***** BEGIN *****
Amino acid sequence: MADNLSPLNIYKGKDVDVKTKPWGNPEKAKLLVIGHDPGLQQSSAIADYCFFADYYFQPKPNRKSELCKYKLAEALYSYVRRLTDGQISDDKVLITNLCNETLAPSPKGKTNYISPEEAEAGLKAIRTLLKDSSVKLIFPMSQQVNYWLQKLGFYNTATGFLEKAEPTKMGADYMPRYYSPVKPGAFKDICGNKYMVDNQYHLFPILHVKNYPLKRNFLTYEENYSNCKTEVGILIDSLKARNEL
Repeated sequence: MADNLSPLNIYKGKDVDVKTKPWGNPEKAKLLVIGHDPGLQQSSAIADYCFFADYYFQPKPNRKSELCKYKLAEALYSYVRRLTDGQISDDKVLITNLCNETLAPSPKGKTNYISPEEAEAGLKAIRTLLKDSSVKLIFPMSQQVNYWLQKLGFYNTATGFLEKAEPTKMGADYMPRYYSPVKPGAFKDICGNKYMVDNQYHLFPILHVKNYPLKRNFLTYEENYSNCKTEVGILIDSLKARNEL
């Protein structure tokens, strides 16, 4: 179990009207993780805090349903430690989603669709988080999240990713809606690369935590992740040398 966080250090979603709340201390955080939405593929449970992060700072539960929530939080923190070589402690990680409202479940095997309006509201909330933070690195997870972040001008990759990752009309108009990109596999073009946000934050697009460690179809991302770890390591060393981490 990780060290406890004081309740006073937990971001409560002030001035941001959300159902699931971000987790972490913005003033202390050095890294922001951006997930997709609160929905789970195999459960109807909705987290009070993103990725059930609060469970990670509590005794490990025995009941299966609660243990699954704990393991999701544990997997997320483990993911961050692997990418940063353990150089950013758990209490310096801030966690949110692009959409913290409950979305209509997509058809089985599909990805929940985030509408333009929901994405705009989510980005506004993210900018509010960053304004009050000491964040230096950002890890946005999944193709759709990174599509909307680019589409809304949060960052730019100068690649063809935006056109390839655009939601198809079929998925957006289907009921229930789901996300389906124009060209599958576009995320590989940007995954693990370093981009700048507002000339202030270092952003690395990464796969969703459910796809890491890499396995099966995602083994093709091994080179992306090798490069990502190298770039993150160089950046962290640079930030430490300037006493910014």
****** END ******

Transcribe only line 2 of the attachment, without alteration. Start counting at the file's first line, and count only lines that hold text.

Repeated sequence: MADNLSPLNIYKGKDVDVKTKPWGNPEKAKLLVIGHDPGLQQSSAIADYCFFADYYFQPKPNRKSELCKYKLAEALYSYVRRLTDGQISDDKVLITNLCNETLAPSPKGKTNYISPEEAEAGLKAIRTLLKDSSVKLIFPMSQQVNYWLQKLGFYNTATGFLEKAEPTKMGADYMPRYYSPVKPGAFKDICGNKYMVDNQYHLFPILHVKNYPLKRNFLTYEENYSNCKTEVGILIDSLKARNEL